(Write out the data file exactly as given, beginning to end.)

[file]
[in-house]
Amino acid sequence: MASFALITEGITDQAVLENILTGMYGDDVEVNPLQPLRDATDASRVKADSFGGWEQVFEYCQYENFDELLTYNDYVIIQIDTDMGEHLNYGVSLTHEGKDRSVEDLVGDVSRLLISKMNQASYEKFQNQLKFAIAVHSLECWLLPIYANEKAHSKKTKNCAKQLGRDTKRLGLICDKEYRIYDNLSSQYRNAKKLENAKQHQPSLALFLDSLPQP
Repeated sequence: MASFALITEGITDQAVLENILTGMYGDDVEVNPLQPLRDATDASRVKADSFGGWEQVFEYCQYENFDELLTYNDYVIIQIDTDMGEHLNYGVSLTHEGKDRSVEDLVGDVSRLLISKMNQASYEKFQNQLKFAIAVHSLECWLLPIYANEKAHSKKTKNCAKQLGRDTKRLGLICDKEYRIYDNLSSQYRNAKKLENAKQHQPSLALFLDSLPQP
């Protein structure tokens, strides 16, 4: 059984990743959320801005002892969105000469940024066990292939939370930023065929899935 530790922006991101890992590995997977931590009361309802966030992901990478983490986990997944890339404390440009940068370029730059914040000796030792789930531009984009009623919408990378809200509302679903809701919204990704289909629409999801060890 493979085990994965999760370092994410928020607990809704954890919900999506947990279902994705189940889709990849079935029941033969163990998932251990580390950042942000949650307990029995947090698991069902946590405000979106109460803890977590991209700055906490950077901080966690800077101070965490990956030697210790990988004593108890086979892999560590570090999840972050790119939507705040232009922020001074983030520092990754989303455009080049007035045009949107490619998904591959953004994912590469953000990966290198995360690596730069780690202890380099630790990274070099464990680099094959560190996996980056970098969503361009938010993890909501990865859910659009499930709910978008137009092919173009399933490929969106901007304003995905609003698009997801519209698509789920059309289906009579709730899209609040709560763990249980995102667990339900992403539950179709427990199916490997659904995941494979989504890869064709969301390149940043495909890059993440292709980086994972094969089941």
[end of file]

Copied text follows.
[in-house]
Amino acid sequence: MASFALITEGITDQAVLENILTGMYGDDVEVNPLQPLRDATDASRVKADSFGGWEQVFEYCQYENFDELLTYNDYVIIQIDTDMGEHLNYGVSLTHEGKDRSVEDLVGDVSRLLISKMNQASYEKFQNQLKFAIAVHSLECWLLPIYANEKAHSKKTKNCAKQLGRDTKRLGLICDKEYRIYDNLSSQYRNAKKLENAKQHQPSLALFLDSLPQP
Repeated sequence: MASFALITEGITDQAVLENILTGMYGDDVEVNPLQPLRDATDASRVKADSFGGWEQVFEYCQYENFDELLTYNDYVIIQIDTDMGEHLNYGVSLTHEGKDRSVEDLVGDVSRLLISKMNQASYEKFQNQLKFAIAVHSLECWLLPIYANEKAHSKKTKNCAKQLGRDTKRLGLICDKEYRIYDNLSSQYRNAKKLENAKQHQPSLALFLDSLPQP
């Protein structure tokens, strides 16, 4: 059984990743959320801005002892969105000469940024066990292939939370930023065929899935 530790922006991101890992590995997977931590009361309802966030992901990478983490986990997944890339404390440009940068370029730059914040000796030792789930531009984009009623919408990378809200509302679903809701919204990704289909629409999801060890 493979085990994965999760370092994410928020607990809704954890919900999506947990279902994705189940889709990849079935029941033969163990998932251990580390950042942000949650307990029995947090698991069902946590405000979106109460803890977590991209700055906490950077901080966690800077101070965490990956030697210790990988004593108890086979892999560590570090999840972050790119939507705040232009922020001074983030520092990754989303455009080049007035045009949107490619998904591959953004994912590469953000990966290198995360690596730069780690202890380099630790990274070099464990680099094959560190996996980056970098969503361009938010993890909501990865859910659009499930709910978008137009092919173009399933490929969106901007304003995905609003698009997801519209698509789920059309289906009579709730899209609040709560763990249980995102667990339900992403539950179709427990199916490997659904995941494979989504890869064709969301390149940043495909890059993440292709980086994972094969089941």